While there are compromises and improvements that can often be made, it’s not your responsibility to change someone’s lifestyle to match their dog. As a dog trainer, you have to help the dog adapt to the client’s lifestyle and goals as much as possible. (Unfortunately, when this isn’t possible, rehoming a dog might be the best solution for everyone’s mental health.)
Failing to fit their training program inside their current lifestyle could be asking your client to change too many things about themselves to have good compliance and a successful training program. Don’t try to put a square peg in a round hole. A client that is extremely overwhelmed could lead them to believe you’re not the right fit for their needs and could even result in a bad review online. Great dog trainers understand their client’s limitations and provide a plan that adds responsibilities and changes incrementally instead of all at once.
Understanding Their Priorities
Similar to understanding a client’s lifestyle, knowing what your client’s priorities are is critical to motivating them. However, understanding their priorities isn’t quite as simple as it might seem. If a client says they want to teach their dog to “sit,” you have to dig deeper into their motivation for wanting this behavior. Is their priority to have a dog that behaves around visitors? Do they want their dog to listen to them around their children? Do they want their dog to become a therapy dog eventually?
Don’t take client’s requests at face value. Ask why (a few times) and see what your client truly wants from their dog. When you understand your client’s priorities, you can create a plan that satisfies their needs and increase their compliance. Don’t just go by what you think should be the priority for their situation. They have to be on board, too.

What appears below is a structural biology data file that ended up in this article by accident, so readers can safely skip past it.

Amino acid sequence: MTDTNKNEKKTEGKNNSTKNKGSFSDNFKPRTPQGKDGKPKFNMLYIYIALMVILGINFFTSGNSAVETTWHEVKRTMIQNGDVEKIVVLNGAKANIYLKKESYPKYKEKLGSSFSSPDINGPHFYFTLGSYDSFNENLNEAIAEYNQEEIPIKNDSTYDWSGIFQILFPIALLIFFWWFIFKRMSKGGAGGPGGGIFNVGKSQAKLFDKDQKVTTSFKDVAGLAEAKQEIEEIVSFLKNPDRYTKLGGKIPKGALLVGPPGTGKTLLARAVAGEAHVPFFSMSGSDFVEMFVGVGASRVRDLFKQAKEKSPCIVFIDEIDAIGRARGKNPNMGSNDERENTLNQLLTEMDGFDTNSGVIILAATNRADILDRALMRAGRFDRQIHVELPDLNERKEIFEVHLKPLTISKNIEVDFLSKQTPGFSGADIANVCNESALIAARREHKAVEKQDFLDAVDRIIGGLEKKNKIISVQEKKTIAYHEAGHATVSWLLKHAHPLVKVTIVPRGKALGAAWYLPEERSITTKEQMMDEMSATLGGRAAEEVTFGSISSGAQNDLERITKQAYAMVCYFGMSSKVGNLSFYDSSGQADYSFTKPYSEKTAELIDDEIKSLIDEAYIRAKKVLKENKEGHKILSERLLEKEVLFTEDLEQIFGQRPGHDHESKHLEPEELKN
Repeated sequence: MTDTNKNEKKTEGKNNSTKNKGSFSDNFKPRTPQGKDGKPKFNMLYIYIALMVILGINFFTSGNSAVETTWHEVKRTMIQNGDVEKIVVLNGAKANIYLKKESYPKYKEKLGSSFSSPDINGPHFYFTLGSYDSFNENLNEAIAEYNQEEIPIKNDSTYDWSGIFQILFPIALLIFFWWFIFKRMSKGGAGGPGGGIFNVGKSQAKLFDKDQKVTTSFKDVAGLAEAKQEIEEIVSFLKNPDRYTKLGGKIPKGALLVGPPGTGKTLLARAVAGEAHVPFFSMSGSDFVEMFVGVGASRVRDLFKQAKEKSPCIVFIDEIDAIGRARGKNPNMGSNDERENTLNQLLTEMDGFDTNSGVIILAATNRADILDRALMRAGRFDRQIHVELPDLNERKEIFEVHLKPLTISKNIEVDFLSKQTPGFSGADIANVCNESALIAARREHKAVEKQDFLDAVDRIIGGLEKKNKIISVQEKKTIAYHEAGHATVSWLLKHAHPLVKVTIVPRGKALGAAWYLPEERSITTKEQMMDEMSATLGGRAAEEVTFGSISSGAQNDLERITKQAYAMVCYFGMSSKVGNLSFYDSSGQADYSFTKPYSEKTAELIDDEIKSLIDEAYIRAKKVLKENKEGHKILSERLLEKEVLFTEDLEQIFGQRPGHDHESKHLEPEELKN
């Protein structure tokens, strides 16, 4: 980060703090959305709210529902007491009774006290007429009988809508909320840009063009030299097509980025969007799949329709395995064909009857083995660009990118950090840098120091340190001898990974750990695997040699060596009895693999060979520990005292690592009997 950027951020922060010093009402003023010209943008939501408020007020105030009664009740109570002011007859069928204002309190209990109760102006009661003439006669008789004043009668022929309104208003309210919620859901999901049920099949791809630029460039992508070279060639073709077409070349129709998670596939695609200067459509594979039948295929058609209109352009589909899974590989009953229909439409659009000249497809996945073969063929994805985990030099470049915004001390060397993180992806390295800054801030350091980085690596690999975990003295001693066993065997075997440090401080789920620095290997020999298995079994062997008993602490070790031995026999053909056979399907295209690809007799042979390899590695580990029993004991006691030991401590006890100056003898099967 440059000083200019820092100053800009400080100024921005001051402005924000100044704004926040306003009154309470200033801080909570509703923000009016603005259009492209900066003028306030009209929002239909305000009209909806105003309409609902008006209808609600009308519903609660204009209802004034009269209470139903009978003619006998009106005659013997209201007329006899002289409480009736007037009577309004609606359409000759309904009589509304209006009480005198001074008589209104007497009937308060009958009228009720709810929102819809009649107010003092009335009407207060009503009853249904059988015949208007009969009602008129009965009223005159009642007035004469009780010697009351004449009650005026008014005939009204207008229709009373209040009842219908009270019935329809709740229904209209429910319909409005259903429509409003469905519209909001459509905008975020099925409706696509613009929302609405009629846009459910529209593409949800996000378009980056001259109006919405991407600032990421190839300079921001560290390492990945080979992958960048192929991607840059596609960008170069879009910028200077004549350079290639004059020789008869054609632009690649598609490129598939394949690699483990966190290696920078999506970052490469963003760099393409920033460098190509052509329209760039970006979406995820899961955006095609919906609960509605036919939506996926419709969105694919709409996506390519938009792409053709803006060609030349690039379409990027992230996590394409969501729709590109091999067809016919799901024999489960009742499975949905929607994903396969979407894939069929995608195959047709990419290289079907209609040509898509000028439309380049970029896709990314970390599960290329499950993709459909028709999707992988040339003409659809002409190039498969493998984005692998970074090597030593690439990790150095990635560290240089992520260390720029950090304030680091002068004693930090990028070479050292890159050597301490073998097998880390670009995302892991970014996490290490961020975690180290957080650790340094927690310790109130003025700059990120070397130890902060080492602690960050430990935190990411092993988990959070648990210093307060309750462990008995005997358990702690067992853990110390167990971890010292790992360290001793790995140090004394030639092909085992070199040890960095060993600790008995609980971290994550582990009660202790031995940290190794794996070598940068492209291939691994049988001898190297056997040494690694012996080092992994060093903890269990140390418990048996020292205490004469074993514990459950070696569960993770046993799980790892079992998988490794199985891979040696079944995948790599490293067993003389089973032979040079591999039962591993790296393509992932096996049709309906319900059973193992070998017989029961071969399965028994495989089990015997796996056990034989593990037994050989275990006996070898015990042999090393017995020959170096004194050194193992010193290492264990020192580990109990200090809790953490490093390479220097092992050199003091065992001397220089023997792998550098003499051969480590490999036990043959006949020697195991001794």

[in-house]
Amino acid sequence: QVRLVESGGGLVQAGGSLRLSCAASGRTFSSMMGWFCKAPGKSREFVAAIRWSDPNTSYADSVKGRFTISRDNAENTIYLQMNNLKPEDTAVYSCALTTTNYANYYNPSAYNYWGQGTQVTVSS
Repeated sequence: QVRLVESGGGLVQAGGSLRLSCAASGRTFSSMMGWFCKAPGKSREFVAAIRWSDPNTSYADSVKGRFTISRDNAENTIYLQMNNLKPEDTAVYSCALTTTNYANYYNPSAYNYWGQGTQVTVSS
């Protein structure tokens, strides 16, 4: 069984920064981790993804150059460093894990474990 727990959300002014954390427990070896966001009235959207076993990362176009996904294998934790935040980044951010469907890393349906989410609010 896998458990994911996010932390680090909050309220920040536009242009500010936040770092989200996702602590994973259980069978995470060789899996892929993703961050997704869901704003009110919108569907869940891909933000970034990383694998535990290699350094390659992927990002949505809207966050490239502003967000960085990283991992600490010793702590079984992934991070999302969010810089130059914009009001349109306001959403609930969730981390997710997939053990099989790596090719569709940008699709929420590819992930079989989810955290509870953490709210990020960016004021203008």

Establish Policies to Protect Your Sanity
One of the best ways to prevent overwhelm and get better compliance with new clients is to make sure they know the “rules and expectations” before they even begin working with you. In the template bundle, I provide a welcome packet that you can use to list out your expectations around communication, office hours, how lessons or classes work, and other processes that will help your clients understand how to work with you.
Being clear, concise, and consistent with clients will help them be successful (just like dog training, right?) A welcome packet answers those FAQs and gives you a foundation in case you need to enforce one of your policies.
Decrease Overwhelm & Increase Client Compliance with the Right Forms
As dog trainers, we know that prevention is always the best policy and preparation is the best form of prevention. I want you to feel confident and professional in your business which is why I created the New Dog Training Business Template Bundle. This bundle includes an in-depth new client intake form, in addition to 9 other templates, that you can start using today.
View the New Dog Training Business Template Bundle here.
Mentors Prevent Mishaps
Knowing the right questions to ask new clients often comes after many years of experience for many professional dog trainers. There are many situations that a new dog trainer may not be aware of or familiar with because they haven’t come across them yet. Ultimately, you don’t know what you don’t know and this can put you in an uncomfortable position if you’re not careful when taking on new clients.
This is often where working with a mentor can be priceless. Mentors can teach you how to onboard new clients, manage clients, and manage other aspects of running a small business – let alone a dog training business. A mentor can teach you what you should look out for and what questions to ask new clients before taking them on so that you can provide them with the best training program possible to get results. Their stories can give you insights into what to lookout for with your own clients so you can set yourself up for success. However, not everyone has access to a mentor which is we try to fill in the gaps with this website, podcast, and Facebook groups.
If you don’t have a mentor to teach you the ropes or what red flags to look for, the second best option is to make sure you’re asking the right questions to new dog training clients so that you’re fully aware of what you’re taking on before you commit to training their dog.
What Could Happen If You Don’t Ask New Clients The Right Questions?
Because dog training is completely unregulated, many dog trainers start out without much formal training at all – especially when it comes to business or client management. This results in well-meaning, but uninformed dog trainers taking on clients they aren’t necessarily ready for. They may not be aware of the risks or unfortunate scenarios that could result from taking on certain clients.